Death & Dying

Powerful end-of-life practices and compassionate care
  • Tricycle Community 0 comments

    On Breathing Together Paid Member

    For you to be composed and concentrated will help the dying person continue with equanimity on their journey into the after-death state. It can be both calming and otherwise helpful to the dying patient for you to share with them the counting of their breath for periods of about twenty minutes, perhaps several times a day, as they near the threshold of death. You might begin by holding the dying person's hand as the two of you join in counting. First, however, quietly suggest that they concentrate on relaxing one part of their body at a time, such as each arm, each foot, the neck, and so on, until their whole body has been relaxed. Then begin quietly counting aloud to them as they breathe in and out. Count "One" on the inhalation, "Two" on the exhalation, "Three" on the inhalation, and so on, synchronizing your counting with their breathing. Breathe yourself in unison with the counting and their breathing. After counting up to ten, begin with one again. More »
  • Tricycle Community 0 comments

    On the Contagious Power of Presence Paid Member

    Being present is based on the cultivation of mindfulness in whatever we do. Through mindfulness, we develop greater composure and a heightened sensitivity to nonverbal communication. Then, to the extent that we ourselves are present, we can radiate that same quality outward to the people around us. It is hard to be generous, disciplined, or patient if we are not fully present. If we are present and attentive, and our mind is flexible, we are more receptive to the environment around us. When we are working with the dying, this ability to pick up on the environment is invaluable. The more present we are, the more we can tune in to what is happening. At the same time, that quality of presence is contagious. The dying person picks up on it. The people around him pick up on it. Presence is a powerful force. It settles the environment so that people can begin to relax. More »
  • Tricycle Community 0 comments

    On Lending Our Bodies Paid Member

    When we are caring for someone who is sick, we lend them our body. We use the strength of our arms to move them from the bed to the commode, and we can also lend them the strength of our mind. We can help to create a calm and accepting environment. We can be a reminder of stability and concentration. We can expand our heart in such a way that it can inspire the individual who is dying to do likewise. More »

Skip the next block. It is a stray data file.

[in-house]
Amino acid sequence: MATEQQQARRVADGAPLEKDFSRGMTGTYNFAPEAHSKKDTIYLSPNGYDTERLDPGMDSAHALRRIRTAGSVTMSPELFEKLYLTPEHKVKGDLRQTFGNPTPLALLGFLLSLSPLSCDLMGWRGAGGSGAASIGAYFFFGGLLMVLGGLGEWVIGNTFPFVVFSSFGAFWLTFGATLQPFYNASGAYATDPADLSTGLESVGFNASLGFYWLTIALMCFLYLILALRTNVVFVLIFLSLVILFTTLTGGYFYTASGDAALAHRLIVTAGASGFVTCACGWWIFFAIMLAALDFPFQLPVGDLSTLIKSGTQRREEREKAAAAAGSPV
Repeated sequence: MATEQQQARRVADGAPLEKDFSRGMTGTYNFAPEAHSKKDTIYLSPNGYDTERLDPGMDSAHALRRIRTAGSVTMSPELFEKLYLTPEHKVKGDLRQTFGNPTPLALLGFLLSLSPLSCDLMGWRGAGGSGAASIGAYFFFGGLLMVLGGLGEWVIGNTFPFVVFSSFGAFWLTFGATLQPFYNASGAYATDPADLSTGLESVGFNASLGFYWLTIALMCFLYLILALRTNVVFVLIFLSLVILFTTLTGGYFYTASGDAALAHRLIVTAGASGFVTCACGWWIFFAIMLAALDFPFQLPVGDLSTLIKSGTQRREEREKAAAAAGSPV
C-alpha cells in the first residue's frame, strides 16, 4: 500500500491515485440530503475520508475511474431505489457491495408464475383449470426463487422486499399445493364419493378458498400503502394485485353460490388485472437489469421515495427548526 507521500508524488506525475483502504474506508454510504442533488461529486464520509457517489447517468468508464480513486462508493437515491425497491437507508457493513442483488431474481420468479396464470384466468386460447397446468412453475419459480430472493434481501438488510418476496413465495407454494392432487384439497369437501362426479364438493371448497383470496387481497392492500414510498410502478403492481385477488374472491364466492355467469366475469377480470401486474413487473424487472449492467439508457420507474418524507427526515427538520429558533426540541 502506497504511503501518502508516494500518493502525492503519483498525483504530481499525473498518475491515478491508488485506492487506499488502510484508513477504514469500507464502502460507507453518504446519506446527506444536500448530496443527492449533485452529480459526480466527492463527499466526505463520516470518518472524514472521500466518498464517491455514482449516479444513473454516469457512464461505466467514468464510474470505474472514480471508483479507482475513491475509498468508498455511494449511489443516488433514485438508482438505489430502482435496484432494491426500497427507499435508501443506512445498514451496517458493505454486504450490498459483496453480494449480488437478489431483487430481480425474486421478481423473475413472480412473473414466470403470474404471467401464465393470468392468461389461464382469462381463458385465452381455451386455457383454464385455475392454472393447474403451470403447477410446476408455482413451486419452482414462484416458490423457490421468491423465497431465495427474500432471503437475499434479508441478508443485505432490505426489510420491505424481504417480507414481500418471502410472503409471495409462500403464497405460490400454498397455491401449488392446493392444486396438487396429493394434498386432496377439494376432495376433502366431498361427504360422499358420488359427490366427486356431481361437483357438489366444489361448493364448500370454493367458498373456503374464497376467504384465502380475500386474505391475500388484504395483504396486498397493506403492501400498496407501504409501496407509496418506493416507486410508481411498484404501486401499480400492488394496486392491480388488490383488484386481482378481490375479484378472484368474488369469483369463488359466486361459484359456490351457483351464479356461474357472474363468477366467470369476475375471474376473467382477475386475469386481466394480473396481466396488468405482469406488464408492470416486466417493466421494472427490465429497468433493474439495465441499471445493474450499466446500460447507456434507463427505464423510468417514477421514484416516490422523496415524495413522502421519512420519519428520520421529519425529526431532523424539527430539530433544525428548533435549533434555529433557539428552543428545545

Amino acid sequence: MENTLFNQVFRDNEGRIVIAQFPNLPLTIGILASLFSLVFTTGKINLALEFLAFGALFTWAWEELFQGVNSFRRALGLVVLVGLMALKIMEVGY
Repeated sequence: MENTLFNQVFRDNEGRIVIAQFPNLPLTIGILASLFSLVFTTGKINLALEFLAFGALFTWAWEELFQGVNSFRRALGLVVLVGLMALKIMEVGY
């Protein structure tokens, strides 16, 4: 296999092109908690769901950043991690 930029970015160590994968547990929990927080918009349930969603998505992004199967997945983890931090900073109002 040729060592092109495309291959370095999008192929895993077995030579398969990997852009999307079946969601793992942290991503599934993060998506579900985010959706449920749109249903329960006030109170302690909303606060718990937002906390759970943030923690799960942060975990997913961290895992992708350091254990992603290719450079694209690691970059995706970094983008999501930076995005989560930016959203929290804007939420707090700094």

• Tricycle Community 0 comments

    On Beginning at the Beginning Paid Member

    In working with someone who is dying, there is a tremendous temptation to ignore our own relationship to death and immediately assume the role of the helper. But when we do so, we are losing our common ground with that person. Entering a dying person's world takes courage and empathy. Only by accepting our own vulnerability to death do we overcome the divided perspective of "I (over here) am helping you (over there)." Only then are we in the same boat. So in a sense, we need to be willing to die with that person. Usually we do not want to be in the same boat at all. Although it is embarrassing to admit, we are secretly glad that it is someone else who has cancer and we are the one looking after him rather than the other way around. We find security in the fact that we are not the one who is sick right now. It is hard not to feel that way, even when we are sincerely and earnestly trying to help. More »
  • Tricycle Community 2 comments

    A Caregiver's Story: Deborah Jaymati Levy Paid Member

    At one point when I was sitting with my father, I said, “Dad, are you afraid of dying?” And he said, “I was, but not now.” He didn’t speak of death a lot. There wasn’t a lot to say, really, it was so in your face, so obvious. And he wanted to live up until the moment of death. He didn’t dwell on the fact that he was dying and he didn’t deny it. More »
  • Tricycle Community 0 comments

    On What to Do When the Going Gets Rough Paid Member

    Caregiving from a Buddhist perspective is a recognition that this person’s suffering is also my suffering. When I see this, whether I’m the person in the bed or the person making the bed, I have to confront this precariousness. Buddhist practice can help us enormously in continuing to give our attention to what’s actually appearing, as opposed to being swept away by the drama of the process. What are the basic attitudes that might be helpful in being with someone who is dying? One of those that comes to mind is to be completely ourselves. That means to bring our strength and vulnerability to the bedside. And to recognize that people who are dying continue to need very intimate and natural and honest relationships. We can’t serve from a distance, this is intimate work and we have to be part of the equation so it is absolutely essential that we bring our entire selves to the experience. More »